SQL Server, Analytics, .Net, Machine Learning, R, Python
Mitch Wheat has been working as a professional programmer since 1984, graduating with a honours degree in Mathematics from Warwick University, UK in 1986. He moved to Perth in 1995, having worked in software houses in London and Rotterdam. He has worked in the areas of mining, electronics, research, defence, financial, GIS, telecommunications, engineering, and information management. Mitch has worked mainly with Microsoft technologies (since Windows version 3.0) but has also used UNIX. He holds the following Microsoft certifications: MCPD (Web and Windows) using C# and SQL Server MCITP (Admin and Developer). His preferred development environment is C#, .Net Framework and SQL Server. Mitch has worked as an independent consultant for the last 10 years, and is currently involved with helping teams improve their Software Development Life Cycle. His areas of special interest lie in performance tuning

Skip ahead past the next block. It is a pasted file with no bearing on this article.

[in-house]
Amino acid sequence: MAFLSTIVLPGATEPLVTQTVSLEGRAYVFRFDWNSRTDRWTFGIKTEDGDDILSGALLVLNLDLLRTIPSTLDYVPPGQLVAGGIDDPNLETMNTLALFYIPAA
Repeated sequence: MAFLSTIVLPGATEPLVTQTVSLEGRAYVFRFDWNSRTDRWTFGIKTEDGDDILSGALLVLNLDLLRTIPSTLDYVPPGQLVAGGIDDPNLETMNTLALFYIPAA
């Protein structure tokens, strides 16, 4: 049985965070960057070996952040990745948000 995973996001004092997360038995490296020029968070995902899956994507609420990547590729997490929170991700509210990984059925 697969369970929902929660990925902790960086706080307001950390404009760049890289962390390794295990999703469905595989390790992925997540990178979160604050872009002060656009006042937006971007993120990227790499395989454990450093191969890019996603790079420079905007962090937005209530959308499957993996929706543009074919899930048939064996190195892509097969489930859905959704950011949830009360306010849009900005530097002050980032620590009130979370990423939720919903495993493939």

Monday, July 09, 2007
Rob Farley raised some very interesting points on the subject of making MS certifications more valuable, namely adaptive exams, a much larger question pool, and the possibility of community involvement in helping to write the questions. I think all three are a great ideas.
A really large pool of questions would obviously make it harder for people to simply rote learn the answers. Of course, creating and vetting questions is time-consuming and expensive. One way of creating a bigger pool is, as Rob mentions, to get the .NET developer community involved.
I started wondering how much profit Microsoft makes from the whole certification thing; the exams, books, courses etc? I guess it must be in their interest to spend money on making the certifications as valid as possible. So come on Microsoft, if you think certifications are a good idea, let’s see some money spent on something innovative! It’s a hard problem, but other certification bodies seem to have solved some of the problems (I’m thinking Cisco…), and if anyone has the resources, Microsoft does
MSN, Email: mitch døt wheat at gmail.com